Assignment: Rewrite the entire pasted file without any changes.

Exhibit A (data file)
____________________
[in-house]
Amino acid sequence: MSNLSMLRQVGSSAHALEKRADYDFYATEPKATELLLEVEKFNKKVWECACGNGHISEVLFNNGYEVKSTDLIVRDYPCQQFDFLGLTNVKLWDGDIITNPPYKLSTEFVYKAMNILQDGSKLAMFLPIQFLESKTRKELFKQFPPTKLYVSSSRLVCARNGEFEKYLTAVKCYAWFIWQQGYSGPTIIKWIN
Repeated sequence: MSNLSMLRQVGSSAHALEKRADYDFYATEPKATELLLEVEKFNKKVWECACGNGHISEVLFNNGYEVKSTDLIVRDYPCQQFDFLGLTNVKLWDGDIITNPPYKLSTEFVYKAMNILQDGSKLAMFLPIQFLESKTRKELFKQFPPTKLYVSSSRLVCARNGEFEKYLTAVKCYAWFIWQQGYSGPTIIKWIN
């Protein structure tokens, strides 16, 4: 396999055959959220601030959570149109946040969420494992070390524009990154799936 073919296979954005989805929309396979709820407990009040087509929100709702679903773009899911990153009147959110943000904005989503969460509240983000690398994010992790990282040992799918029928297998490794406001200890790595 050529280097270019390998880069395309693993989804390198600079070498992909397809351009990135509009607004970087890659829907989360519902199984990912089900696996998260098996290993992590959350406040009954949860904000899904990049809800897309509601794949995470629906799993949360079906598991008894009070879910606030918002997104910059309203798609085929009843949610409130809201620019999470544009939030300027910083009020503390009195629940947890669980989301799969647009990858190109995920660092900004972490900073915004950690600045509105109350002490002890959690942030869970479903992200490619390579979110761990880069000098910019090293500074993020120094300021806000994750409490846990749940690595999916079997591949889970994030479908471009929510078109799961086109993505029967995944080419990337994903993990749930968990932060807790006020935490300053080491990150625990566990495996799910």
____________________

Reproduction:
[in-house]
Amino acid sequence: MSNLSMLRQVGSSAHALEKRADYDFYATEPKATELLLEVEKFNKKVWECACGNGHISEVLFNNGYEVKSTDLIVRDYPCQQFDFLGLTNVKLWDGDIITNPPYKLSTEFVYKAMNILQDGSKLAMFLPIQFLESKTRKELFKQFPPTKLYVSSSRLVCARNGEFEKYLTAVKCYAWFIWQQGYSGPTIIKWIN
Repeated sequence: MSNLSMLRQVGSSAHALEKRADYDFYATEPKATELLLEVEKFNKKVWECACGNGHISEVLFNNGYEVKSTDLIVRDYPCQQFDFLGLTNVKLWDGDIITNPPYKLSTEFVYKAMNILQDGSKLAMFLPIQFLESKTRKELFKQFPPTKLYVSSSRLVCARNGEFEKYLTAVKCYAWFIWQQGYSGPTIIKWIN
């Protein structure tokens, strides 16, 4: 396999055959959220601030959570149109946040969420494992070390524009990154799936 073919296979954005989805929309396979709820407990009040087509929100709702679903773009899911990153009147959110943000904005989503969460509240983000690398994010992790990282040992799918029928297998490794406001200890790595 050529280097270019390998880069395309693993989804390198600079070498992909397809351009990135509009607004970087890659829907989360519902199984990912089900696996998260098996290993992590959350406040009954949860904000899904990049809800897309509601794949995470629906799993949360079906598991008894009070879910606030918002997104910059309203798609085929009843949610409130809201620019999470544009939030300027910083009020503390009195629940947890669980989301799969647009990858190109995920660092900004972490900073915004950690600045509105109350002490002890959690942030869970479903992200490619390579979110761990880069000098910019090293500074993020120094300021806000994750409490846990749940690595999916079997591949889970994030479908471009929510078109799961086109993505029967995944080419990337994903993990749930968990932060807790006020935490300053080491990150625990566990495996799910």